On May 6th, 2009 Munich saw its first “ScrumDay”, a new conference on Scrum. It paralleled “TeamConf”, a conference on “Microsoft Visual Studio Team System.
The day began with a keynote by Ken Schwaber, one of the inventors of Scrum, on “Scrum, but … “.
At first, he gave a brief introduction to the topic of Scrum and the underlying values (self, transparency, integrity).
Afterwards, he made clear software development in general (and Scrum in particular) is an empirical process, as it is necessary to periodically look at the project situation and make corrective adjustments. He compared it to an air conditioning system’s temperature sensor, which periodically checks the temperature in a room and then sets the system accordingly.
This approach is necessary because the complexity of today’s software development projects is generally too high to understand everything in detail. It’s sufficient to detail the next 4 weeks. In addition, approx. 35% of a project changes anyway, so too much planning in advance is a waste of time.
The solution, however, is not to just introduce Scrum. Instead, Scrum visualizes your problems, and only if you resolve these, a sustainable improvement in project situation can be reached. Moreover, applying Scrum also needs a certain time of learning.
He compared it to a football team: Just because a team knows the rules does not necessarily mean it will win the championship. This needs a lot of training, and most teams still won’t achieve it.
According to Schwaber, only 25% of all software development teams are capable of writing high-quality code. A team of “jerks and idiots” (word-by-word quotation Schwaber) will be able to deliver an product increment at the end of an iteration anyway, but it will be an increment of trash.
Many organizations tend to bend the rules when introducing Scrum. He called it “ScrumButs”: Reasons (or better: Excuses) why the full benefit of Scrum cannot be applied here. He even specified an own Syntax for ScrumButs:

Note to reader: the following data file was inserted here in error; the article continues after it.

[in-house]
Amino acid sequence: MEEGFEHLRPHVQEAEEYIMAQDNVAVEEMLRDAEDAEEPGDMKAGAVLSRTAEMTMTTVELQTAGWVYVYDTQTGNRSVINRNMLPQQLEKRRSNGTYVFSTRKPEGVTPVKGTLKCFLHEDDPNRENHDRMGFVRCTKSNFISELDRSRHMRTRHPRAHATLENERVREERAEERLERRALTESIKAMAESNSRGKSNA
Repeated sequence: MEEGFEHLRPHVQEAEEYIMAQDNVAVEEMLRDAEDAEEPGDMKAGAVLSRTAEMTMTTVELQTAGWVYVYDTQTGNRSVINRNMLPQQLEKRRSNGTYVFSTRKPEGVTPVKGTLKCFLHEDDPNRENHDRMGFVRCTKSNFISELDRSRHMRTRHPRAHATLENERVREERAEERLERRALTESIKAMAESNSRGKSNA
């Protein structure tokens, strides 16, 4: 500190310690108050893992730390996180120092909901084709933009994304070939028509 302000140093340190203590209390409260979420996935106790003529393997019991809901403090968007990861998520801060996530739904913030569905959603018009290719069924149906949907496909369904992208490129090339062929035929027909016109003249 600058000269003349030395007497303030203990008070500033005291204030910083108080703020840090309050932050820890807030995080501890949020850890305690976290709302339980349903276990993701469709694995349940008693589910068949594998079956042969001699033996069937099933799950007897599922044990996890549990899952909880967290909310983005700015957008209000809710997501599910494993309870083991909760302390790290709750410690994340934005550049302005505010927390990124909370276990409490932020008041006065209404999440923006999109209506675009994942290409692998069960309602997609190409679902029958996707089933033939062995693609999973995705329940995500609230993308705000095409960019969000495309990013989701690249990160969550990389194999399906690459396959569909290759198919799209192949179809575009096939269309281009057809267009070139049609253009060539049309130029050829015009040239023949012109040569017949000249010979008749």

(ScrumBut) (Reason) (workaround)
For example (found here):
(The Daily Scrum meetings are too much overhead) (because the team members do not need to meet so often) (so we only have them once a week, unless we need them more often).
This bending of rules should be strictly avoided because this way you’ll never be able to use Scrum’s full potential.
Unfortunately, we had to leave the keynote at this point, as our own presentation on retrospectives started immediately afterwards (and we wanted some preparation time). So we could not witness Schwaber playing the “Boss & Worker ‘exercise with the audience.
This exercise, often part of the “Certified Scrum Master” training, demonstrates how even large teams (in this case about 150-200 people) can organize themselves in short time and without much of a hassle, and then work on a given task more efficiently as if there were detailed guidelines. If you want to learn more about it check this page, for example.
We found the keynote to be very intersting and even exciting, as was the rest of the day. The presentations were good to very good in quality, and feedback on our presentation was positive as well.
We will shortly publish separate articles on some of the other presentations.
I also found it very interesting that this event (in these days of crisis), although only held for the first time, was very well attended: About 80-100 people showed up for the ScrumDay itself. In addition, some people moved over to ScrumDay from TeamConf. As a result, some presentations (eg. the one by Boris Gloger and Oliver Zeiler) were rather crowded (than well-attended). But it didn’t detract from the good mood.
Overall, we thought the event to be quite successful. I also learned it is likely to be repeated next year. We hope to be there, too.
The next Scrum-related event in Munich, we should note, is the Scrum Gathering in October. Many known agilists will then return to Munich, including Ken Schwaber. So, if you missed him this time, you can still hear him later this year.